House of Dun to be Transformed into Historical Park for AngusNeil Hardie
A top Angus tourist attraction is being completely repurposed next year to tell the story of the county’s history, people and landscape.
Conservation charity the National Trust for Scotland is investing more than £700,000 at the House of Dun, near Montrose, to transform it into a “historical park for Angus.”
It will feature a special installation explaining the county’s part in the ‘birth’ of Scotland through the Declaration of Arbroath almost 700 years ago.
Simon Skinner, NTS chief executive, said: “This is a transformational investment that will offer a rich experience for people of all ages.
“The combination, of house, landscape and artefacts allows us to show how Angus, its people and the land shaped modern Scotland.”
The House of Dun is an A-listed Georgian mansion originally owned by the Erskine family. It was bequeathed to the NTS in 1980 and opened to the public in 1989.
The stables and courtyard area will be redeveloped to house new exhibitions.
They will include displays on the county’s agricultural heritage, food and drink, a theatre, a toy exhibition, an archive room and a celebration of the horse.
The attraction will also provide a permanent home for the Angus Folk Museum collection, removed from Glamis Castle in 2014.
Lady Maitland of Burnside originally assembled the collection, which includes objects depicting over 300 years of history about the people and their relationship with the land.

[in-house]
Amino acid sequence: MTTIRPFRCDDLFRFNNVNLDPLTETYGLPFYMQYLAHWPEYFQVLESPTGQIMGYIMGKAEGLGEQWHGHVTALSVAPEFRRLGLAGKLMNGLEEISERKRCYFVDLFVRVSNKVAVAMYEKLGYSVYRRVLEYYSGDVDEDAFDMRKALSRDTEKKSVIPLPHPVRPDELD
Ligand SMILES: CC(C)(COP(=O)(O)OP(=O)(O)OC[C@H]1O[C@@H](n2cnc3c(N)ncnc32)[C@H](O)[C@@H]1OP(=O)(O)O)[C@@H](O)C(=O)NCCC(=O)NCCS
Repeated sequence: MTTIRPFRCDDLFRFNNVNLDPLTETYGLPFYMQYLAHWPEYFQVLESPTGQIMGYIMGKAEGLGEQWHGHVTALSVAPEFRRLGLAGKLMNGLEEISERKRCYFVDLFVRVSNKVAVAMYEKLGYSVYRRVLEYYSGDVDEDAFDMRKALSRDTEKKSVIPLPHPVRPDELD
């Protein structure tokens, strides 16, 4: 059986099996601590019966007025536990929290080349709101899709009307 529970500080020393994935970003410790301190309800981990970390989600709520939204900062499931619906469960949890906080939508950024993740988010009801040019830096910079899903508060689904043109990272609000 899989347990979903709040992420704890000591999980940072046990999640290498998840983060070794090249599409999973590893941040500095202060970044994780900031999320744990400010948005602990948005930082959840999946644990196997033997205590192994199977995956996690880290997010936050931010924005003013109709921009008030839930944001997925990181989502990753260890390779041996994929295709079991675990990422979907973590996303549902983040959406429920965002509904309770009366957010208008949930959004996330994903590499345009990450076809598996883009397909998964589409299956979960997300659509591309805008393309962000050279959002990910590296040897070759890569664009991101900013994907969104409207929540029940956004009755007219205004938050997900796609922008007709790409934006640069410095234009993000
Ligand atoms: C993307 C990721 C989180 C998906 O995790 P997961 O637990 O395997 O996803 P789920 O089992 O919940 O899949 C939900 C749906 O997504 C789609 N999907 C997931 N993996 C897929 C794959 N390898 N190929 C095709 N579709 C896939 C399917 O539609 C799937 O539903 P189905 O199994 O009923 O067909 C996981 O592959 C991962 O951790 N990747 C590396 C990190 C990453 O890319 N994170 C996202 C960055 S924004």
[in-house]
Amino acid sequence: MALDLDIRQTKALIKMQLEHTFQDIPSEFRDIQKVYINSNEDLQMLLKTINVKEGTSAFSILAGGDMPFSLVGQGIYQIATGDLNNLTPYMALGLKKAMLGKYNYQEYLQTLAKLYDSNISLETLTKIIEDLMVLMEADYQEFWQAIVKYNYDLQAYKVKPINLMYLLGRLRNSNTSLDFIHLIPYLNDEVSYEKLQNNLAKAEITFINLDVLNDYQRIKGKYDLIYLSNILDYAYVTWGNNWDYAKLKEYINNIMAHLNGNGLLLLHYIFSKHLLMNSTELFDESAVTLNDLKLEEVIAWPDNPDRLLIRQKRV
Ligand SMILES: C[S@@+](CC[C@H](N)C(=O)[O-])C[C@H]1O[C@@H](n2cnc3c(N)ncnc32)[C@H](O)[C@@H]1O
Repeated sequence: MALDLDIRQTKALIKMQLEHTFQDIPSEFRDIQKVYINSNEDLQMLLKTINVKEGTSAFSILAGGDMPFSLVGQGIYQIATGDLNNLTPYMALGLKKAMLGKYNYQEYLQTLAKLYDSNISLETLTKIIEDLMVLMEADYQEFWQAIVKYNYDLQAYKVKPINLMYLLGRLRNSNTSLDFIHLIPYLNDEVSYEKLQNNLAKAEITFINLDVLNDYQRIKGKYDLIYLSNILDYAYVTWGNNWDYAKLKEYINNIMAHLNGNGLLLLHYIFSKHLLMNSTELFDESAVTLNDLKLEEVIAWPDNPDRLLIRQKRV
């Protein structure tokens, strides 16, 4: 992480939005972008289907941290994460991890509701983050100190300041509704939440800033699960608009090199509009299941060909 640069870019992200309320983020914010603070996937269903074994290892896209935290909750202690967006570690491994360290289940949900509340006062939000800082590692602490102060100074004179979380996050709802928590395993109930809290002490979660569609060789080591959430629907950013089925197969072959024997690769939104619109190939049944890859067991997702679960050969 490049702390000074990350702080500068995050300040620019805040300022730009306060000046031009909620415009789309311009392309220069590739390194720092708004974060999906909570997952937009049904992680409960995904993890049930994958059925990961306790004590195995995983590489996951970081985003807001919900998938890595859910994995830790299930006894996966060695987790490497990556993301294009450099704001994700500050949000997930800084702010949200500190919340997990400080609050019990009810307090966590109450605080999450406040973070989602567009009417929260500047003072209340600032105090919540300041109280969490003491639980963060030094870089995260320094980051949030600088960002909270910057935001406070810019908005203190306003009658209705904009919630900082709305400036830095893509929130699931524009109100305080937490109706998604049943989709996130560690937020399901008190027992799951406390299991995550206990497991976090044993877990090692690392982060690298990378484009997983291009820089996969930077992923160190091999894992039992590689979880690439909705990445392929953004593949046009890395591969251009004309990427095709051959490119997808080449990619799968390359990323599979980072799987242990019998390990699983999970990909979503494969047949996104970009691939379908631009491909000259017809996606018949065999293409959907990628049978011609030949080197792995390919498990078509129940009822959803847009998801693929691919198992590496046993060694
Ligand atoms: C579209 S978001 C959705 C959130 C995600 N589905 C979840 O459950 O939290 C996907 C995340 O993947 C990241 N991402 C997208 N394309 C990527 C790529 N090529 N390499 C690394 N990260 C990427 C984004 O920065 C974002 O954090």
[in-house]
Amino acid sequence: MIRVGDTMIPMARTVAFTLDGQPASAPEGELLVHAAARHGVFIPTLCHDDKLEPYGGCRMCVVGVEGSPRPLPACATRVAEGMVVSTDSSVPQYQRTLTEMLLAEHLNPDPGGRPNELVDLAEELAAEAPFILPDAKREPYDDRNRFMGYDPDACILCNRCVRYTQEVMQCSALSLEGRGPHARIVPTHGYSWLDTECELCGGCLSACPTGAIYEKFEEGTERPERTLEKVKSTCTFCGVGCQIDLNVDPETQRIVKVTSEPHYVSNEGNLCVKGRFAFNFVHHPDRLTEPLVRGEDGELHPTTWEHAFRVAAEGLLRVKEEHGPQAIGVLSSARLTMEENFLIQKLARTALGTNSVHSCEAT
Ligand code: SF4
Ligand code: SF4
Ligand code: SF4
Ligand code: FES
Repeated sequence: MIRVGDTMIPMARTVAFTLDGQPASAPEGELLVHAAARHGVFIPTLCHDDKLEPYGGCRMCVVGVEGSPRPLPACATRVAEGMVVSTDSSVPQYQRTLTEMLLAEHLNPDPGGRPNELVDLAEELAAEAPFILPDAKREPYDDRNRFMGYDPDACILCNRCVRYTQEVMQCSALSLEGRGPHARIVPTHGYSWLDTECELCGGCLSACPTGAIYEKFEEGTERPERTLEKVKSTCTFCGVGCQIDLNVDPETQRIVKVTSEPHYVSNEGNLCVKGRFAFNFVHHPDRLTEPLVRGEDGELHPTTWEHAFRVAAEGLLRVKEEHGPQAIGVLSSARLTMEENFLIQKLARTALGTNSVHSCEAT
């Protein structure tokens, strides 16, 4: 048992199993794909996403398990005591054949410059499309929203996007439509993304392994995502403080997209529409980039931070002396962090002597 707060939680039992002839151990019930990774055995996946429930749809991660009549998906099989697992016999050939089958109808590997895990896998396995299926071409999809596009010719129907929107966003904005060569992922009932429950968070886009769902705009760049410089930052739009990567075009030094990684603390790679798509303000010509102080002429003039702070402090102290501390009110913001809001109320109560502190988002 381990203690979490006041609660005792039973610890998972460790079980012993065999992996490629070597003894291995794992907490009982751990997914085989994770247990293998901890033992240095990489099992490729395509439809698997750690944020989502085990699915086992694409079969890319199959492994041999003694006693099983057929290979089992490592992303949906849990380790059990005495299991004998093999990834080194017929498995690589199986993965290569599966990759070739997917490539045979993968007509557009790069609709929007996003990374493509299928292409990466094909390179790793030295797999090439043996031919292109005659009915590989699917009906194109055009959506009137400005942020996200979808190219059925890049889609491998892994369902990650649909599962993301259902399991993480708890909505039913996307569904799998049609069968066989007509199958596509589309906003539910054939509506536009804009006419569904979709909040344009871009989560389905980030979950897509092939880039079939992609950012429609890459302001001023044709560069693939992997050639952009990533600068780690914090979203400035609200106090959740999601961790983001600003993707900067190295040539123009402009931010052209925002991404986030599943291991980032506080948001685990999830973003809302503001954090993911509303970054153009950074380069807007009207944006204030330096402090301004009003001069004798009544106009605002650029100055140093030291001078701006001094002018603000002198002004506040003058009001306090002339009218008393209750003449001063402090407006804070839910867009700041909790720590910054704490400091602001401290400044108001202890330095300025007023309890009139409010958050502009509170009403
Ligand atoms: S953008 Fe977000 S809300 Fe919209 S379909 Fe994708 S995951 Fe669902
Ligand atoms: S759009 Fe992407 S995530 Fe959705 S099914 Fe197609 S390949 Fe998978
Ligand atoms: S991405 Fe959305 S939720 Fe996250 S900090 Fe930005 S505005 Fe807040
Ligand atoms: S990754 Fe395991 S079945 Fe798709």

The work begins early in the New Year and is expected to be completed at the start of August 2020.
Iain Hawkins, NTS North East general manager, said three ‘real’ characters would help visitors understand the county’s story.
He said: “Violet Augusta Mary Frederica Kennedy-Erskine will represent the aristocrats of the 1860s.
“Isabella Peddie, the house cook, will offer views and gossip from ‘downstairs’ and William Young, the overseer, talks about the running of the estate.”
He said the Declaration of Arbroath display would help with recent concern “about the lack of celebration” for the upcoming 700th anniversary.
“In a sense, this was a gift from Angus to secure the future of a nation that was still facing an existential threat,” he said.
“We will be including a special, permanent display to mark the importance of this document in Scotland’s story.
“It was, in effect, a ‘contract’ between the people and the rulers of the nation, which went on to influence modern thoughts on governance, including the USA’s Declaration of Independence,” he added.
The estate includes Dun’s Dish, Montrose Basin, Old Dun Kirk. Erskine Mausoleum and a stretch of the South Esk river.